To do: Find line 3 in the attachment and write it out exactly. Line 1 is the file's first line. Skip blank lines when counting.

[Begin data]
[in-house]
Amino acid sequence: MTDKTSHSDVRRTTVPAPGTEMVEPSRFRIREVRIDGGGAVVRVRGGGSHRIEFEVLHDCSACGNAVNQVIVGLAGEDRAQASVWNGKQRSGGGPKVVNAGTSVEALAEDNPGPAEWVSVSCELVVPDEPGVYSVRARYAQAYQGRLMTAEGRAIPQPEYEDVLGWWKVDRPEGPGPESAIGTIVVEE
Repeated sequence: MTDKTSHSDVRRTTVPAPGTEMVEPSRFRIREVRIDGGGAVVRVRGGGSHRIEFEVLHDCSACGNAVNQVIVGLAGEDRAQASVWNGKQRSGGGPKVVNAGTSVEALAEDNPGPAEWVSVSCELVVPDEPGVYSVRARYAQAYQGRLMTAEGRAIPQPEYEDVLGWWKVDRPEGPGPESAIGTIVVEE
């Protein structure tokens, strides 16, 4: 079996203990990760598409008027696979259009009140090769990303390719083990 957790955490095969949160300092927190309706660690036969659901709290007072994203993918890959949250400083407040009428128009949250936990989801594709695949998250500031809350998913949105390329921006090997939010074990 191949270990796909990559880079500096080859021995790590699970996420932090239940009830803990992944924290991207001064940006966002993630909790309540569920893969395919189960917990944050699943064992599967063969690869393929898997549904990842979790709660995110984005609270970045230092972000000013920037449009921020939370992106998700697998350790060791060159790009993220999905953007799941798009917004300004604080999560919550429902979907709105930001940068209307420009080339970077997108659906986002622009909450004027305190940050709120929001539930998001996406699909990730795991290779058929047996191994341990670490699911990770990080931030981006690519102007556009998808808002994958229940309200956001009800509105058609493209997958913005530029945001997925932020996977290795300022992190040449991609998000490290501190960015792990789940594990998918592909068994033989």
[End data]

Repeated sequence: MTDKTSHSDVRRTTVPAPGTEMVEPSRFRIREVRIDGGGAVVRVRGGGSHRIEFEVLHDCSACGNAVNQVIVGLAGEDRAQASVWNGKQRSGGGPKVVNAGTSVEALAEDNPGPAEWVSVSCELVVPDEPGVYSVRARYAQAYQGRLMTAEGRAIPQPEYEDVLGWWKVDRPEGPGPESAIGTIVVEE